New laws aim to simplify Colorado’s “insane” sales-and-use-tax system

Colorado state Rep. Rick Taggart speaks about a package of sales-tax simplification bills on the House floor in April as cosponsoring Rep. Cathy Kipp listens.

Small Colorado retailers got a boost from state-government leaders this week, as Gov. Jared Polis signed into law the last of five 2024 bills aimed at making the process of calculating and remitting sales taxes a little bit easier.

All the bills seek to improve access to the state’s Sales and Use Tax System, launched four years ago as a one-stop portal through which businesses that ship goods across the state could calculate tax rates for the goods’ destinations and submit all tax payments. And state officials and legislators who have supported the SUTS launch hope the improvements can get more businesses to use the portal and convince the remaining holdout cities to accept tax payments this way as well.

Even with the latest improvements, the work of the legislative Sales and Use Tax Simplification Task Force isn’t done, as one of the bills expands its scope to consider whether lodging taxes could be submitted in the same way. But bill backers believe the quintet of new laws represent a milestone in the seven-year rollout of the system in which they have attempted to address some of the biggest concerns reported by business owners since it went live to the public.

“We have an insane system of sales and use tax in this state,” Sen. Janice Rich,  a Grand Junction Republican and former Mesa County treasurer, said before casting votes to back three of the five measures in the Senate on Feb. 21. “This (SUTS) system makes it easy on businesses to figure out what they owe.”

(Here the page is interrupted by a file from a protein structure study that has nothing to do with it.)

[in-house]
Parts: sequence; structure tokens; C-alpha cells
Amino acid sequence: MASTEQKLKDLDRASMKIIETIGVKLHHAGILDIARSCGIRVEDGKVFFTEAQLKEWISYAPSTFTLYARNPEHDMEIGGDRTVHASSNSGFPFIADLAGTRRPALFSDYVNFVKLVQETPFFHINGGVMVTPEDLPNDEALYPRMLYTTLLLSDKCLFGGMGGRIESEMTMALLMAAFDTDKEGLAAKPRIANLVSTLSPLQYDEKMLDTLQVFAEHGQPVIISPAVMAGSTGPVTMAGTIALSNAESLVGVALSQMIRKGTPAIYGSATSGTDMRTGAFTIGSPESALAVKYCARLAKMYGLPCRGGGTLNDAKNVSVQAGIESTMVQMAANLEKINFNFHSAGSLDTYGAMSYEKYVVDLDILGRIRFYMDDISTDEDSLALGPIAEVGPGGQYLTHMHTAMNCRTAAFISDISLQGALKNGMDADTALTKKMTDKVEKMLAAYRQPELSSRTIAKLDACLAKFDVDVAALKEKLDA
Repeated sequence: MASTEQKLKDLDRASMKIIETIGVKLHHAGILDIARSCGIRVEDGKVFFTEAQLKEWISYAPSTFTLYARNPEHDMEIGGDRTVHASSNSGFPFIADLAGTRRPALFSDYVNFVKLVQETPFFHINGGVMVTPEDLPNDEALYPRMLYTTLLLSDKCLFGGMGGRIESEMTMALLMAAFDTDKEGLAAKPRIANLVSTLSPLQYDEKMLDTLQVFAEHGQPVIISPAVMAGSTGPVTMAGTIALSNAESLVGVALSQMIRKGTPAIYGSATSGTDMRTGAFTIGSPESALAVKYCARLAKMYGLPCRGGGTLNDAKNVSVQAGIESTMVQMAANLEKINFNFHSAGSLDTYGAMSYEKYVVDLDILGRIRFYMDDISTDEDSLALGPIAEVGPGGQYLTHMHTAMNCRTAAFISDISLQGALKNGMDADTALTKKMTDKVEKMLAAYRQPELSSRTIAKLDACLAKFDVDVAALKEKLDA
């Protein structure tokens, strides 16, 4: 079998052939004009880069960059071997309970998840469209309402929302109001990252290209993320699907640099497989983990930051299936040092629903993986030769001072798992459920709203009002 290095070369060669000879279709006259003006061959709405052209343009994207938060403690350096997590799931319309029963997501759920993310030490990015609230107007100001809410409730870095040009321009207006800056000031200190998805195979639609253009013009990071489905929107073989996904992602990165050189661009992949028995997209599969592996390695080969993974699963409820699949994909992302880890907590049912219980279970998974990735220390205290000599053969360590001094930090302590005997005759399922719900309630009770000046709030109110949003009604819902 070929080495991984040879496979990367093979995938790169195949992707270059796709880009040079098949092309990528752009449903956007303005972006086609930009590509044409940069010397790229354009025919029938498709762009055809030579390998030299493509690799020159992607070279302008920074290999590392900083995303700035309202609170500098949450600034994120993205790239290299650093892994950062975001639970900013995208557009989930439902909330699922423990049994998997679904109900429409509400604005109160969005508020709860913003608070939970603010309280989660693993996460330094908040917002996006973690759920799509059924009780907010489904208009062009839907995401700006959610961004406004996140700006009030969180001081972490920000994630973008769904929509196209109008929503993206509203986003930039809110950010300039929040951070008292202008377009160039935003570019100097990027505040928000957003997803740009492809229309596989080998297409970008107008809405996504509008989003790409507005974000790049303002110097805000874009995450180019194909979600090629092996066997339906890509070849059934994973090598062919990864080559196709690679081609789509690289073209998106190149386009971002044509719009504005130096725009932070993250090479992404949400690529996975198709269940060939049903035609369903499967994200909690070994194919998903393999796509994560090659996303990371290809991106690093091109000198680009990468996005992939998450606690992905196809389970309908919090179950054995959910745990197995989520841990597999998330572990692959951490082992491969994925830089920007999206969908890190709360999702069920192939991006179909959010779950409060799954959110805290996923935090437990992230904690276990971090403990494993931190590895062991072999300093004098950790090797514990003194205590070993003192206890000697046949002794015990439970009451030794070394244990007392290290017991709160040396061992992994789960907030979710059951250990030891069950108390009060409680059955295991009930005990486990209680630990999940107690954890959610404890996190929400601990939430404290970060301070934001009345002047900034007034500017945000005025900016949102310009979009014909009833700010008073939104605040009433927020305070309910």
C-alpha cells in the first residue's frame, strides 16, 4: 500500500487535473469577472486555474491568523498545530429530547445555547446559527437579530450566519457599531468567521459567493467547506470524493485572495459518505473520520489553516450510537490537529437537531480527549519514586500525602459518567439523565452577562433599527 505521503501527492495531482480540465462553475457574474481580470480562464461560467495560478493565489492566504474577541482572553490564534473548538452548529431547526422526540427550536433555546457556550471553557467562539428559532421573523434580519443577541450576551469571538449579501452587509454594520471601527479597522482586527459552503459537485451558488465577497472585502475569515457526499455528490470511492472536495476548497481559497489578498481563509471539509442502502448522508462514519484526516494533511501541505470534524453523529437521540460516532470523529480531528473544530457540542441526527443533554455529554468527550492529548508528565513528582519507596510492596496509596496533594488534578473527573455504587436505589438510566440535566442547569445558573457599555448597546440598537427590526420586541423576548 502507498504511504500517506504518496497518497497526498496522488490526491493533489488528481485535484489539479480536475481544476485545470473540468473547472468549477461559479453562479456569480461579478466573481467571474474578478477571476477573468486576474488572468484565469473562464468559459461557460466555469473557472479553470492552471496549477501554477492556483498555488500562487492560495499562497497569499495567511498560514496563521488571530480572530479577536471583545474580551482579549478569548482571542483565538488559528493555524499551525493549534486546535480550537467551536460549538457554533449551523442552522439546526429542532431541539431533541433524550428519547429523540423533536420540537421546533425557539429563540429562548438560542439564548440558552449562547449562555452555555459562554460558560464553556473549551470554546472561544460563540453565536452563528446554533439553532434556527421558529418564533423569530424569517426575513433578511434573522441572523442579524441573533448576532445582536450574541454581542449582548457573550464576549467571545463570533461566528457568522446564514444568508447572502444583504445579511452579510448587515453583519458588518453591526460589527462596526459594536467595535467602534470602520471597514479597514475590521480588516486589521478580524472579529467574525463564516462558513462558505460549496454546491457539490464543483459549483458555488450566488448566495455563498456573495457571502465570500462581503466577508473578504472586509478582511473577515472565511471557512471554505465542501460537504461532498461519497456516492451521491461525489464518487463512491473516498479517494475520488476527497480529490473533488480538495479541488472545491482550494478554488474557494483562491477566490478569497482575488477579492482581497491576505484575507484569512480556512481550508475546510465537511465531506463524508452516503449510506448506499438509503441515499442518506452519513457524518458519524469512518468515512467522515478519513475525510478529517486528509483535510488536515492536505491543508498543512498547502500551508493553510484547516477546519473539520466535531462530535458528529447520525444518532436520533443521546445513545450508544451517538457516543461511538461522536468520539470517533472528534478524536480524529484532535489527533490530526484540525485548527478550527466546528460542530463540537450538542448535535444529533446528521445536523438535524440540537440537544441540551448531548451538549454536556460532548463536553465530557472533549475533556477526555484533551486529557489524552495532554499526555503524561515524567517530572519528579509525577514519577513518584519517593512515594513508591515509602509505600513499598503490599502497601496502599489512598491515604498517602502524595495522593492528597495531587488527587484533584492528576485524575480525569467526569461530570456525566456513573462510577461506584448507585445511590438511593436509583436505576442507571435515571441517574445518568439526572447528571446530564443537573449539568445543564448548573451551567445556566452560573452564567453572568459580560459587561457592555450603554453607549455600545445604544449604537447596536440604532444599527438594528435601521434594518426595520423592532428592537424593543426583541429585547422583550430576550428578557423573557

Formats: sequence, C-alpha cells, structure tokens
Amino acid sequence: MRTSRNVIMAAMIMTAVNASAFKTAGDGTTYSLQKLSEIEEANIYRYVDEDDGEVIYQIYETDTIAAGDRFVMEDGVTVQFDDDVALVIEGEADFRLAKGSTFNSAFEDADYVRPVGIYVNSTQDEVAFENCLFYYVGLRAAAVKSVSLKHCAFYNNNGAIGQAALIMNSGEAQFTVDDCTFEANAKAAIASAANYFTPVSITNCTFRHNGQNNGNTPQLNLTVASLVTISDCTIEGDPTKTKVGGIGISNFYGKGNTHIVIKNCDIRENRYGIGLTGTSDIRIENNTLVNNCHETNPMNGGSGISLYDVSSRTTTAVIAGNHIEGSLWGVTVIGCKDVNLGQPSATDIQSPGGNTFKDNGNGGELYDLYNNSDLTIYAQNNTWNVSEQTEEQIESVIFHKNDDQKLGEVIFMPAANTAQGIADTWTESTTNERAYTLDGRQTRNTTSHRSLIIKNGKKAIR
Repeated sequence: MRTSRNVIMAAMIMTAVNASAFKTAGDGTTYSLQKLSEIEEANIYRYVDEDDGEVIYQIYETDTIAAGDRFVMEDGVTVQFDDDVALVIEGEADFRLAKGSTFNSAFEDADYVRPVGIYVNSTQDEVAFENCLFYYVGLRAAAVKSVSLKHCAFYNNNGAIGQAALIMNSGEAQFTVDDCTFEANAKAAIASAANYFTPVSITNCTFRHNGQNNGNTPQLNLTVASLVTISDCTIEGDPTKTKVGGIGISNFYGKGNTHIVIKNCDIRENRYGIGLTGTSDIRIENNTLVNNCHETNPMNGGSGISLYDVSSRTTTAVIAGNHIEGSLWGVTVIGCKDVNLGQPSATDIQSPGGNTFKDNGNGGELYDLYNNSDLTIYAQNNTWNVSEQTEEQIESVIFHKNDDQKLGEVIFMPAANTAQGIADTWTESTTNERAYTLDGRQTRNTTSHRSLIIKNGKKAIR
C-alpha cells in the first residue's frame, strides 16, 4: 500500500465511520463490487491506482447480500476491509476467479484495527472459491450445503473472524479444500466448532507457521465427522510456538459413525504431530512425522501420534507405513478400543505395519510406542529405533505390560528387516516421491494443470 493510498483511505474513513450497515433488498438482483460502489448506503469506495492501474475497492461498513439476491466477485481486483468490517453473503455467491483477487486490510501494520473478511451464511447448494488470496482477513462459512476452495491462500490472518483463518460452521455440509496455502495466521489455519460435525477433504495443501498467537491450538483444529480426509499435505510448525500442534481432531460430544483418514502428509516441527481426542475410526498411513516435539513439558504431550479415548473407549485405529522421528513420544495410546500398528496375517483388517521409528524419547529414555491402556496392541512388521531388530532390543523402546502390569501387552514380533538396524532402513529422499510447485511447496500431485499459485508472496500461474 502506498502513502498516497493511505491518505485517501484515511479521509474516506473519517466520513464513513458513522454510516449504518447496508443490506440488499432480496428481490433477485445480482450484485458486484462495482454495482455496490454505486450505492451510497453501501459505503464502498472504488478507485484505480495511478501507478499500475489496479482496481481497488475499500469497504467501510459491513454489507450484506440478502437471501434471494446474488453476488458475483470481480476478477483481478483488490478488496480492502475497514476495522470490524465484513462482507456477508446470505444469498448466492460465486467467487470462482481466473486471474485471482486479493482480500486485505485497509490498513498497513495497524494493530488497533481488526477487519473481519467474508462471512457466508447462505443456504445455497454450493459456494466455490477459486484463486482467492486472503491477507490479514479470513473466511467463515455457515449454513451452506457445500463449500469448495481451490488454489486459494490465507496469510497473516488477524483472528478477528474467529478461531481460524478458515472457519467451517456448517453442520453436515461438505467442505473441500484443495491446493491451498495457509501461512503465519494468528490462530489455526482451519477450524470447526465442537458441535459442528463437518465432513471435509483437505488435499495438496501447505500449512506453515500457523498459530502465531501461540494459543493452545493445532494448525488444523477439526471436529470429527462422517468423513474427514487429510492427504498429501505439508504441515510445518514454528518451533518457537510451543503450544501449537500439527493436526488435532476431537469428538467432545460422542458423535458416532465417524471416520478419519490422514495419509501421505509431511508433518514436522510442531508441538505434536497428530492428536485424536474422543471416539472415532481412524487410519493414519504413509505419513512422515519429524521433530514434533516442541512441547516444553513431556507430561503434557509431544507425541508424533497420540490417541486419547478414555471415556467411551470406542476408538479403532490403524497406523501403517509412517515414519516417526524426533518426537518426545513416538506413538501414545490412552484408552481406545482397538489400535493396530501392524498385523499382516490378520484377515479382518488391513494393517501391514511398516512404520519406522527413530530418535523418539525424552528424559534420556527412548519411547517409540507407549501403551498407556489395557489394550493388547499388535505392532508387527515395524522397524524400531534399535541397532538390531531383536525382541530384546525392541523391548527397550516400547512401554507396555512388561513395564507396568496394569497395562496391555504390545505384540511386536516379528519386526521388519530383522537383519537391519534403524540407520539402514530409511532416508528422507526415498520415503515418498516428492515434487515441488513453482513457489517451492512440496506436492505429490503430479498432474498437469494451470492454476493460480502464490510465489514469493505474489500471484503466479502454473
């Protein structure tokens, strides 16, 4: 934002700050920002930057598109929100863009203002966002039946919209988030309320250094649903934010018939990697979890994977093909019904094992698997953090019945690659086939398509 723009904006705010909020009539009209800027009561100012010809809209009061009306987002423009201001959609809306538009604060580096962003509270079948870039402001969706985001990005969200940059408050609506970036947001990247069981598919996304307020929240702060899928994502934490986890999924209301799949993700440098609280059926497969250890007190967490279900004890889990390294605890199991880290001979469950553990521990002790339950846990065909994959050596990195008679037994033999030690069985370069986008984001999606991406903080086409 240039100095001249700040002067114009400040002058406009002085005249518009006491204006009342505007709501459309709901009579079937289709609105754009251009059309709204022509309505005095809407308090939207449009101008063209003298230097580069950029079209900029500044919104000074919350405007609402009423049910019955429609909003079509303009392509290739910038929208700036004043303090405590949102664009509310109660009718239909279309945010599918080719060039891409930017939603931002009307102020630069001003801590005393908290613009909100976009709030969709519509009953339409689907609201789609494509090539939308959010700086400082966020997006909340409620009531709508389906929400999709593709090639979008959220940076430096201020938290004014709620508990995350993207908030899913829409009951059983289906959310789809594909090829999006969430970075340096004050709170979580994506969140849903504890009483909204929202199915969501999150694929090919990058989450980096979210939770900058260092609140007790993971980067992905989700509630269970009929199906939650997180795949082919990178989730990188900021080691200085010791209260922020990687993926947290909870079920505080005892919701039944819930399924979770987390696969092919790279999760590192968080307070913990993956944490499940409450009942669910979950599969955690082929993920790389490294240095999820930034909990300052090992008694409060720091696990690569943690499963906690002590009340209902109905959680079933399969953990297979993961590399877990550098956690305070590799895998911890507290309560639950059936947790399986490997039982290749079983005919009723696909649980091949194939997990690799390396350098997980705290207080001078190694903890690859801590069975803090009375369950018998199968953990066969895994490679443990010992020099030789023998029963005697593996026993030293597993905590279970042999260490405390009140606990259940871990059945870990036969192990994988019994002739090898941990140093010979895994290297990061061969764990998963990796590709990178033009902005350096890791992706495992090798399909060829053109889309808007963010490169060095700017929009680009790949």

Why the sales-and-use-tax simplification is needed

The insanity to which Rich referred is the overlap of county, municipal and special-district boundaries that creates about 700 different taxing districts in Colorado. After a 2017 U.S. Supreme Court decision let states collect sales taxes from out-of-state e-tailers that ship goods within their boundaries, Colorado changed to a destination-based system in which retailers pay taxes based on rates applicable to the addresses where they send each item.

Legislators developed SUTS to make it easier for small retailers to comply with the law and added provisions in recent years, including one to stop cities from charging businesses without physical locations in their borders for a business license just to remit their taxes. But as of one year ago, the Colorado Department of Revenue reported only 15,993 of the state’s 70,000 registered businesses had signed up on SUTS — a sign the system remained too cumbersome and may be discouraging some small retailers from remitting sales taxes.

Colorado state Sens. Jeff Bridges and Kevin Van Winkle explain their sales-tax simplification bills to the Senate.

Hence, the package of bills was developed. The five bills — all sponsored by Democratic Sen. Jeff Bridges of Greenwood Village, Republican Sen. Kevin Van Winkle of Highlands Ranch, Democratic Rep. Cathy Kipp of Fort Collins and GOP Rep. Rick Taggart of Grand Junction — address concerns in different ways.

What the bills do